Positives: On the hip it is comfortable, and slung over the shoulder we’re just another tourist. With pull tabs tucked in, it appears even less assuming.

Negatives: Some will worry about having their “camera” stolen, since it’s worn off the body. We don’t think that’s a problem, but we recognize the concern.

Shoulder Holsters
Galco Executive, $156; Miami Classic, $139.95; and Jackass Rig, $99.95. Shoulder holsters are the stuff movie dreams are made of. We guess this is why one of Galco’s top sellers is the Miami Classic, which recalls Don Johnson’s role in Miami Vice. The concept of all three rigs is to distribute the weight of the gun and ammo onto the shoulders and protect the guns with the arms. While this necessitates the wearing of a jacket, it prevents exposure from ride up and makes the seated position more comfortable. Actually, the wearing of a shoulder rig in the cases of the Jackass and the Miami Classic is much like wearing a jacket in itself or better yet, a brief vest. We tried the Miami and Jackass rigs with a J-Frame revolver and a full-sized steel Government Model Springfield 1911. Even with target sights on the 1911, the gun was easy to draw and reholster. With full mags in each pouch the rig was well balanced, but heavy. This state of dress goes back to a time when cops were men. Big men, or as Joseph Wambaugh likes to say, “monster cops.” Be that as it may, we are sure the police inspector of any era as well as the modern-day CCW holder would likely get more pleasure out of filling these holsters with one of the alloy- or polymer-framed guns of today. Both the Miami and the Jackass rigs balance a holster and mag pouches on two straps that cross between the shoulder blades. The mag pouches are angled down and are double snapped to adjust for different length mags. Reloading from these pouches take practice. These are professional rigs for serious work. The Jackass rig features the gun pointed straight back in a minimal leather holster with thumb break. The Miami rig also secures the pistol with a thumb break but carries the gun in an angle closer to vertical and covers more of the gun. The straps attach to the holsters and pouches via a plastic swivel that is easily adjusted. Adjustments of length can then be anchored by the supplied set of rivets through pre-cut holes in the straps, giving it a finished look.

The Executive rig carries guns only and favors smaller weapons like the Walther PPK. It came in black (to match our Bondish tuxedo) and is mainly supported by the shoulder above the holster; the gun tucks high into the armpit. The weak side is anchored to the belt or pant top with an adjustable elastic strap and metal clamp. This clamp design would not be out of place with a tux and, ingeniously, the more it is tugged upon the tighter it holds on.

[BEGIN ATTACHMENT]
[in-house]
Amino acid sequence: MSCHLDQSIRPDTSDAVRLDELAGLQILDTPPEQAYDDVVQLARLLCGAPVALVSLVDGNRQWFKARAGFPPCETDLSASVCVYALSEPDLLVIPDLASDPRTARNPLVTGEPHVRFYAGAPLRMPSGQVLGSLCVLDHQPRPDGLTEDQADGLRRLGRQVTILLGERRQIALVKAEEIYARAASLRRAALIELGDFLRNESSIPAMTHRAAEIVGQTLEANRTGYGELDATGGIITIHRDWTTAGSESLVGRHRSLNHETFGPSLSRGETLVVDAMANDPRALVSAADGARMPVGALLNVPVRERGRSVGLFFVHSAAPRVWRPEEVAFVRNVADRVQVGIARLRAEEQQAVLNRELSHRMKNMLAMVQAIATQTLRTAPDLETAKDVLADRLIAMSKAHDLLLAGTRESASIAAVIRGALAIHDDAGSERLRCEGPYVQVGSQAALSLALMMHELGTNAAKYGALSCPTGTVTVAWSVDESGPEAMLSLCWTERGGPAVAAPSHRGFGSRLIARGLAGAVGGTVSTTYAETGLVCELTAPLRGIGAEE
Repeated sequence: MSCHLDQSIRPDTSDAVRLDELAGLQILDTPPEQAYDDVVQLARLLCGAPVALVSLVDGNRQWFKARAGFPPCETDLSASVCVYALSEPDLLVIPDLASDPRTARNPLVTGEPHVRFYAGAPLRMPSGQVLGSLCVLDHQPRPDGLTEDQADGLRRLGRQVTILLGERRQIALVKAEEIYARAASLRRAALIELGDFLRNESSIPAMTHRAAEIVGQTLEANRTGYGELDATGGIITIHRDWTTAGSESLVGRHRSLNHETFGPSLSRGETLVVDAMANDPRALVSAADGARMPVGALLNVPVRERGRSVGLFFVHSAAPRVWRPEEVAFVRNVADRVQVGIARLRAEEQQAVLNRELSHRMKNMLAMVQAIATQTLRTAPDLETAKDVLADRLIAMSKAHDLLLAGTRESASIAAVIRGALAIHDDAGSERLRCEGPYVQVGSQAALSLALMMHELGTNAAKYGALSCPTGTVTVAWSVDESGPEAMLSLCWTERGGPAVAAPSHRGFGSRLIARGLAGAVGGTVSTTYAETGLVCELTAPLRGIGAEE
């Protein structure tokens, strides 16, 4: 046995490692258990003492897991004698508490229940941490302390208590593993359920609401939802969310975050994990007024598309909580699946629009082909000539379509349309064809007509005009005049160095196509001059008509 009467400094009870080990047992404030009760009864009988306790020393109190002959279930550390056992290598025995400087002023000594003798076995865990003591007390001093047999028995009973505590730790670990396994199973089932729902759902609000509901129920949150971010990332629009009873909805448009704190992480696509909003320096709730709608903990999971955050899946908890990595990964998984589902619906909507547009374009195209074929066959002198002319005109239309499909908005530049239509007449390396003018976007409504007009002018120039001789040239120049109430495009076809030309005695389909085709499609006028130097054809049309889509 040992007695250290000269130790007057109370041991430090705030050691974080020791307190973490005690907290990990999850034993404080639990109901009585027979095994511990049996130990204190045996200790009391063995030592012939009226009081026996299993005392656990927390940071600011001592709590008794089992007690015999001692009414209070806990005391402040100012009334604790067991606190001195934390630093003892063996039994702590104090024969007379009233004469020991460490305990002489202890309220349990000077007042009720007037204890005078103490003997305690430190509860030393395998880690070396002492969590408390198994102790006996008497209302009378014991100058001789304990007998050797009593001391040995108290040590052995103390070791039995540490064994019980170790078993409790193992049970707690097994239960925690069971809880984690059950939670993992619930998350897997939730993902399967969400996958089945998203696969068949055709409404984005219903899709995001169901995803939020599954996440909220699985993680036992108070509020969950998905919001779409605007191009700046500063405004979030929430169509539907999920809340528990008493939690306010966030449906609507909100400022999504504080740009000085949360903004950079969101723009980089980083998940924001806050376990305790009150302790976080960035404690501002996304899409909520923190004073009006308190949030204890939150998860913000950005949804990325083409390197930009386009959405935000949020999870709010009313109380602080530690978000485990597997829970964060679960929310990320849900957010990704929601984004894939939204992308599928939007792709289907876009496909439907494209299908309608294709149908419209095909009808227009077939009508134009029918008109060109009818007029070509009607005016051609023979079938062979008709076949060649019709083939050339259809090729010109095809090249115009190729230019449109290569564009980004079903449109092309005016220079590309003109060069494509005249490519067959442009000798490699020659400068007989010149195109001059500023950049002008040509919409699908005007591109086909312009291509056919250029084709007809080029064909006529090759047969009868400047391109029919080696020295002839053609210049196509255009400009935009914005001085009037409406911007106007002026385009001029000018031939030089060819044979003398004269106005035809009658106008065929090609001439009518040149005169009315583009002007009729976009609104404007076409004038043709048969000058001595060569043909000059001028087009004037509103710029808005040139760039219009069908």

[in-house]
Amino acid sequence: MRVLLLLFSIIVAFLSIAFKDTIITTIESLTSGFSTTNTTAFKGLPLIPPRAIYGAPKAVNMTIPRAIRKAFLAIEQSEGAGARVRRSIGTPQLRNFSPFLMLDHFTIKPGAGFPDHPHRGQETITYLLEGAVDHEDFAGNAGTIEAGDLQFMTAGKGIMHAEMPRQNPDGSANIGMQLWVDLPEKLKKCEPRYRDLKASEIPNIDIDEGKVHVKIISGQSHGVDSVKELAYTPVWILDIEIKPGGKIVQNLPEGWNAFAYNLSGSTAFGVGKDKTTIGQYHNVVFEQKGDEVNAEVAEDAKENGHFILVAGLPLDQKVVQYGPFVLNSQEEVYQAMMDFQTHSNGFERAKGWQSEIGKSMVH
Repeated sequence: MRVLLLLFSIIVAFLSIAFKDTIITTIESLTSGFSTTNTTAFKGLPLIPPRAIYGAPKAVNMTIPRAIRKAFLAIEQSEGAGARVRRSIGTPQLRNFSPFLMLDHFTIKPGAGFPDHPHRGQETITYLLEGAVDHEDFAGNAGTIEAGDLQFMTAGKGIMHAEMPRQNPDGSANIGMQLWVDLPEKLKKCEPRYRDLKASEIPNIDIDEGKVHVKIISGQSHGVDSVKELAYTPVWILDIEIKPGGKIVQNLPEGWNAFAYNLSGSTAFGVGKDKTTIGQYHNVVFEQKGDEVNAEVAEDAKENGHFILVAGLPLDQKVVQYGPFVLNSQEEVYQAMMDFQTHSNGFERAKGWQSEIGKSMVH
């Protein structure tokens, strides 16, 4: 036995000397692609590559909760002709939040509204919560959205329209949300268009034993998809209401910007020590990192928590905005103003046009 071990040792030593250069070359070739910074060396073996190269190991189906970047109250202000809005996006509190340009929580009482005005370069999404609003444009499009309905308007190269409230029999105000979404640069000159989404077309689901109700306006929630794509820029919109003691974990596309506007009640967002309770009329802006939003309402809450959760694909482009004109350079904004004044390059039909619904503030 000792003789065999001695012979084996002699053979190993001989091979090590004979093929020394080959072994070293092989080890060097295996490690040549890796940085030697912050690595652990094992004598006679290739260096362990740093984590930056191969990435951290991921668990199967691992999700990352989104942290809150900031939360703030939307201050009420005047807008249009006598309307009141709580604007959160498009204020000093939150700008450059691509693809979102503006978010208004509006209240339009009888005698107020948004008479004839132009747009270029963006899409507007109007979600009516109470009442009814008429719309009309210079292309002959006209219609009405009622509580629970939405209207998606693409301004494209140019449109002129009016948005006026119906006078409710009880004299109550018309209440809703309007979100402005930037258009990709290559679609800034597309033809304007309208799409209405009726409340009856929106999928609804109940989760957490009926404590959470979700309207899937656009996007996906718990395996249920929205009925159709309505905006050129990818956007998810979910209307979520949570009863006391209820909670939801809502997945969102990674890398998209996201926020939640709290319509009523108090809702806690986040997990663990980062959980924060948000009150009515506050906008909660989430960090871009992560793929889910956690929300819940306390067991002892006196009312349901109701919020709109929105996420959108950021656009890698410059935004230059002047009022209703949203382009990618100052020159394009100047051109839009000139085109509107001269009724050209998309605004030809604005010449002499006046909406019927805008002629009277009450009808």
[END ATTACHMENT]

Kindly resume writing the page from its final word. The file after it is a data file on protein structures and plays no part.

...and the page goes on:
Positives: Capacity and better weight distribution. Negatives: For many shooters, the Miami Classic and the Jackass Rig are overkill. The Executive is smaller, but all must be worn under garments.

Gun Tests Recommends
If you’re choosing a holster from this set, we recommend you take careful note of the conditions under which you would carry a gun on or about your person. Your body type may present special needs. In some cases they can be addressed off the shelf. The key is to make sure your gun and holster are perfectly and specifically mated. Certainly there are no real losers in this test, but we unquestionably feel some products are better suited for nonprofessional carry than others.

Best Buy. Uncle Mike’s Sidekick Professional Pocket Holster, $10.95, is inexpensive, versatile, and effective. In our view, it’s a best buy.

We’ve been carrying an all-steel 2.5-inch S&W 686 revolver in the $45 Hoffners Camera Bag for two months, and we feel this arrangement is ideal. Buy it.

If you like the flexibility of multiple carry positions and you want to tote a big gun, then buy the Italian-made Michael’s of Oregon Old World Three Slot Holster, $35.99.

Hoffners Backpacker C7, $50, is a good buy for SOB carry, in our estimation.

If your carry style fits these products, we think Hoffners Ultrux Series ITP, $35, and ITP Shirt Tucker, $45, are good buys.

The Miami Classic, $139.95, and the Jackass Rig, $99.95, are good choices for the professional with a genuinely dangerous road ahead. Their ability to pack big-capacity guns and extra ammo could be lifesavers. The Executive, $156, is an excellent way for the civilian to comfortably stow one of today’s sub-compact wonder pistols. If your needs fit these requirements, we would buy any of these Galco holsters.

Though somewhat clumsy, we think the Uncle Mike’s Sidekick Professional Ankle Holster 8820-1, $35.95, is effective at hiding a small revolver like the new Smiths and Tauruses.

The Galco International Cover Six Cross Draw Belt Holster, $89.95, handles more guns than the Uncle Mike’s units, since it can be worn on a belt. If you wear dress or casual jackets almost all the time, it’s worth a look.

The Galco Speedmaster, $59.95, is still one of our favorites for an IDPA concealed match. But its larger overall profile means printing can be a problem.